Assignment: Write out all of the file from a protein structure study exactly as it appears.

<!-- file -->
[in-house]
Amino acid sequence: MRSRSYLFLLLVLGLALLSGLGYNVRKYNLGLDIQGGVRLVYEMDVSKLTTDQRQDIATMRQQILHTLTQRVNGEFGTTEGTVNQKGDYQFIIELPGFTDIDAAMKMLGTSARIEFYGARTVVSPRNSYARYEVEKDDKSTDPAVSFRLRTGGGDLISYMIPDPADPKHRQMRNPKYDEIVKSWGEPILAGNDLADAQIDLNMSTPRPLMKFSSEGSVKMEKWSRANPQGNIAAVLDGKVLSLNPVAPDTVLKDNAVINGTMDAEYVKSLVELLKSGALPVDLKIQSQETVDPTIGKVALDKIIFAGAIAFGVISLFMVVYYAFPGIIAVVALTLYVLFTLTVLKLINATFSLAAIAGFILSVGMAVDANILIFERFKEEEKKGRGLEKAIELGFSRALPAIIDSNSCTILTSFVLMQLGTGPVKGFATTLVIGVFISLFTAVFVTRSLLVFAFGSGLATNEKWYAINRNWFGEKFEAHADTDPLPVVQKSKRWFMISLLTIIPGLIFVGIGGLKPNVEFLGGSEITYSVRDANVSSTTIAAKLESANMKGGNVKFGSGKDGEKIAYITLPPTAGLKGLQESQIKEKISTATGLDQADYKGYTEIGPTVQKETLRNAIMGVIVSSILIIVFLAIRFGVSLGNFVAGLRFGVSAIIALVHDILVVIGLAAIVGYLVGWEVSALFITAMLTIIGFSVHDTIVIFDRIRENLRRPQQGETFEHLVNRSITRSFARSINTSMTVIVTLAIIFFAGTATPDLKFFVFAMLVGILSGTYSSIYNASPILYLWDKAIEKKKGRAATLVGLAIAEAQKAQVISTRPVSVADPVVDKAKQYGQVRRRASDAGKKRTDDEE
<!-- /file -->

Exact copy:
[in-house]
Amino acid sequence: MRSRSYLFLLLVLGLALLSGLGYNVRKYNLGLDIQGGVRLVYEMDVSKLTTDQRQDIATMRQQILHTLTQRVNGEFGTTEGTVNQKGDYQFIIELPGFTDIDAAMKMLGTSARIEFYGARTVVSPRNSYARYEVEKDDKSTDPAVSFRLRTGGGDLISYMIPDPADPKHRQMRNPKYDEIVKSWGEPILAGNDLADAQIDLNMSTPRPLMKFSSEGSVKMEKWSRANPQGNIAAVLDGKVLSLNPVAPDTVLKDNAVINGTMDAEYVKSLVELLKSGALPVDLKIQSQETVDPTIGKVALDKIIFAGAIAFGVISLFMVVYYAFPGIIAVVALTLYVLFTLTVLKLINATFSLAAIAGFILSVGMAVDANILIFERFKEEEKKGRGLEKAIELGFSRALPAIIDSNSCTILTSFVLMQLGTGPVKGFATTLVIGVFISLFTAVFVTRSLLVFAFGSGLATNEKWYAINRNWFGEKFEAHADTDPLPVVQKSKRWFMISLLTIIPGLIFVGIGGLKPNVEFLGGSEITYSVRDANVSSTTIAAKLESANMKGGNVKFGSGKDGEKIAYITLPPTAGLKGLQESQIKEKISTATGLDQADYKGYTEIGPTVQKETLRNAIMGVIVSSILIIVFLAIRFGVSLGNFVAGLRFGVSAIIALVHDILVVIGLAAIVGYLVGWEVSALFITAMLTIIGFSVHDTIVIFDRIRENLRRPQQGETFEHLVNRSITRSFARSINTSMTVIVTLAIIFFAGTATPDLKFFVFAMLVGILSGTYSSIYNASPILYLWDKAIEKKKGRAATLVGLAIAEAQKAQVISTRPVSVADPVVDKAKQYGQVRRRASDAGKKRTDDEE